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High diagnostic rate of trio exome sequencing in consanguineous families with neurogenetic diseases

Kurul, SH; Oktay, Y; Töpf, A; Szabó, NZ; Güngör, S; Yaramis, A; Sonmezler, E; ... Horvath, R; + view all (2021) High diagnostic rate of trio exome sequencing in consanguineous families with neurogenetic diseases. Brain , Article wab395. 10.1093/brain/awab395. (In press). Green open access

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Abstract

Consanguineous marriages have a prevalence rate of 24% in Turkey. These carry an increased risk of autosomal recessive genetic conditions, leading to severe disability or premature death, with a significant health and economic burden. A definitive molecular diagnosis could not be achieved in these children previously, as infrastructures and access to sophisticated diagnostic options were limited. We studied the cause of neurogenetic disease in 246 children from 190 consanguineous families, recruited in three Turkish hospitals between 2016 and 2020. All patients underwent deep phenotyping and trio whole exome sequencing, and data were integrated in advanced international bioinformatics platforms. We detected causative variants in 119 known disease genes in 72% of families. Due to overlapping phenotypes 52% of the confirmed genetic diagnoses would have been missed on targeted diagnostic gene panels. Likely pathogenic variants in 27 novel genes in 14% of the families increased the diagnostic yield to 86%. Eighty-two% of causative variants (141/172) were homozygous, 11 of which were detected in genes previously only associated with autosomal dominant inheritance. Eight families carried two pathogenic variants in different disease genes. De novo (9.3%), X-linked recessive (5.2%) and compound heterozygous (3.5%) variants were less frequent compared to non-consanguineous populations. This cohort provided a unique opportunity to better understand the genetic characteristics of neurogenetic diseases in a consanguineous population. Contrary to what may be expected, causative variants were often not on the longest run of homozygosity and the diagnostic yield was lower in families with the highest degree of consanguinity, due to the high number of homozygous variants in these patients. Pathway analysis highlighted that protein synthesis/degradation defects and metabolic diseases are the most common pathways underlying paediatric neurogenetic disease. In our cohort 164 families (86%) received a diagnosis, enabling prevention of transmission and targeted treatments in 24 patients (10%). We generated an important body of genomic data with lasting impacts on the health and wellbeing of consanguineous families, and economic benefit for the healthcare system in Turkey and elsewhere. We demonstrate that an untargeted next generation sequencing approach is far superior to a more targeted gene panel approach, and can be performed without specialised bioinformatics knowledge by clinicians using established pipelines in populations with high rates of consanguinity.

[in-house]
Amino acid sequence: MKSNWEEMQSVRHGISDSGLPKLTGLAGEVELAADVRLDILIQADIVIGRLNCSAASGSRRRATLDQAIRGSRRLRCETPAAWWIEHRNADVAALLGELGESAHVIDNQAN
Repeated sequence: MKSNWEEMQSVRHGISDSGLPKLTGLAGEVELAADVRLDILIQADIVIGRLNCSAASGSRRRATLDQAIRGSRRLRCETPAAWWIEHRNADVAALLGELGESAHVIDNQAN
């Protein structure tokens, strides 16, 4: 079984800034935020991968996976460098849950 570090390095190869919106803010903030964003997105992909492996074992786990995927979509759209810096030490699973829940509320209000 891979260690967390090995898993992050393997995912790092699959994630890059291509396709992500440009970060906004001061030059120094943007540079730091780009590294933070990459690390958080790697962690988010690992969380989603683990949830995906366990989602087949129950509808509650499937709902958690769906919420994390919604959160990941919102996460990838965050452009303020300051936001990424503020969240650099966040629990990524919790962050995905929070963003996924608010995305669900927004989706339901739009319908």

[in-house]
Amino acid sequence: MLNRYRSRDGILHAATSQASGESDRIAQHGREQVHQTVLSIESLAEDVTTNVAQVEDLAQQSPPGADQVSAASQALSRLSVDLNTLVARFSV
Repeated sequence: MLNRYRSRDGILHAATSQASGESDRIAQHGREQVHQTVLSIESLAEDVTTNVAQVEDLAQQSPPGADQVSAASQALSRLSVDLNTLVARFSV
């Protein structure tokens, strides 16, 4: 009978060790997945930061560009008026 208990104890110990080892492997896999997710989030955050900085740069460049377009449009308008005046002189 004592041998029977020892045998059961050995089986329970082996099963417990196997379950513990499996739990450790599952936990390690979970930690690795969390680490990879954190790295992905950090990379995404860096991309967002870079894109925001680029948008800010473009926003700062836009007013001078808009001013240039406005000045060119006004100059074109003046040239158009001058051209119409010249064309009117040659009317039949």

Type: Article
Title: High diagnostic rate of trio exome sequencing in consanguineous families with neurogenetic diseases
Location: England
Open access status: An open access version is available from UCL Discovery
DOI: 10.1093/brain/awab395
Publisher version: https://doi.org/10.1093/brain/awab395
Language: English
Additional information: © The Author(s) (2021). Published by Oxford University Press on behalf of the Guarantors of Brain.[br] This is an Open Access article distributed under the terms of the Creative Commons Attribution License (https://creativecommons.org/licenses/by/4.0/), which permits unrestricted reuse, distribution, and reproduction in any medium, provided the original work is properly cited.
Keywords: Consanguineous families, neurogenetic disease burden, rate of consanguinity, whole exome sequencing
UCL classification: UCL
UCL > Provost and Vice Provost Offices > School of Life and Medical Sciences
UCL > Provost and Vice Provost Offices > School of Life and Medical Sciences > Faculty of Brain Sciences
UCL > Provost and Vice Provost Offices > School of Life and Medical Sciences > Faculty of Brain Sciences > UCL Queen Square Institute of Neurology
UCL > Provost and Vice Provost Offices > School of Life and Medical Sciences > Faculty of Brain Sciences > UCL Queen Square Institute of Neurology > Department of Neuromuscular Diseases
URI: https://discovery.ucl.ac.uk/id/eprint/10139421
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